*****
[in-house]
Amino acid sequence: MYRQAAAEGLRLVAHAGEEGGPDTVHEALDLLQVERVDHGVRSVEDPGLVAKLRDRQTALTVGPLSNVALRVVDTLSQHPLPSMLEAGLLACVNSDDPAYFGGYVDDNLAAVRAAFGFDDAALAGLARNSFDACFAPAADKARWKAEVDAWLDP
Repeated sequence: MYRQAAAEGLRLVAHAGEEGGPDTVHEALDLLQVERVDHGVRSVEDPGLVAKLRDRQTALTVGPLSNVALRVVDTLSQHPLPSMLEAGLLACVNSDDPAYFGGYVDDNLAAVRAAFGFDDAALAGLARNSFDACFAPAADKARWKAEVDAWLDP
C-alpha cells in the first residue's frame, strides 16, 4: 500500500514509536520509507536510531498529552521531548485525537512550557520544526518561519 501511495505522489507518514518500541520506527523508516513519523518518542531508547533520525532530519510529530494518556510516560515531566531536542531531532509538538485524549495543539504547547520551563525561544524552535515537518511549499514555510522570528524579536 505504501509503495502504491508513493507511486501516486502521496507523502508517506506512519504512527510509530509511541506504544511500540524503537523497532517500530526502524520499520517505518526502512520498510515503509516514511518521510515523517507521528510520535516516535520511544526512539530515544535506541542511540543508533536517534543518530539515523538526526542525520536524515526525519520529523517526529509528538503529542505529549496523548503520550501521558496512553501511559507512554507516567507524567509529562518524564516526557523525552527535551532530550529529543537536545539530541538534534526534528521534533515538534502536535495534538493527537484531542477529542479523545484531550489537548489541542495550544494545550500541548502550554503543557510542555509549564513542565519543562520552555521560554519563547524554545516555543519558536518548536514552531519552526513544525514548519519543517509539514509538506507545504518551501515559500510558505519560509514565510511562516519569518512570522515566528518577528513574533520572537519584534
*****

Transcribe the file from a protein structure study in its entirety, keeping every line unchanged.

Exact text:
[in-house]
Amino acid sequence: MYRQAAAEGLRLVAHAGEEGGPDTVHEALDLLQVERVDHGVRSVEDPGLVAKLRDRQTALTVGPLSNVALRVVDTLSQHPLPSMLEAGLLACVNSDDPAYFGGYVDDNLAAVRAAFGFDDAALAGLARNSFDACFAPAADKARWKAEVDAWLDP
Repeated sequence: MYRQAAAEGLRLVAHAGEEGGPDTVHEALDLLQVERVDHGVRSVEDPGLVAKLRDRQTALTVGPLSNVALRVVDTLSQHPLPSMLEAGLLACVNSDDPAYFGGYVDDNLAAVRAAFGFDDAALAGLARNSFDACFAPAADKARWKAEVDAWLDP
C-alpha cells in the first residue's frame, strides 16, 4: 500500500514509536520509507536510531498529552521531548485525537512550557520544526518561519 501511495505522489507518514518500541520506527523508516513519523518518542531508547533520525532530519510529530494518556510516560515531566531536542531531532509538538485524549495543539504547547520551563525561544524552535515537518511549499514555510522570528524579536 505504501509503495502504491508513493507511486501516486502521496507523502508517506506512519504512527510509530509511541506504544511500540524503537523497532517500530526502524520499520517505518526502512520498510515503509516514511518521510515523517507521528510520535516516535520511544526512539530515544535506541542511540543508533536517534543518530539515523538526526542525520536524515526525519520529523517526529509528538503529542505529549496523548503520550501521558496512553501511559507512554507516567507524567509529562518524564516526557523525552527535551532530550529529543537536545539530541538534534526534528521534533515538534502536535495534538493527537484531542477529542479523545484531550489537548489541542495550544494545550500541548502550554503543557510542555509549564513542565519543562520552555521560554519563547524554545516555543519558536518548536514552531519552526513544525514548519519543517509539514509538506507545504518551501515559500510558505519560509514565510511562516519569518512570522515566528518577528513574533520572537519584534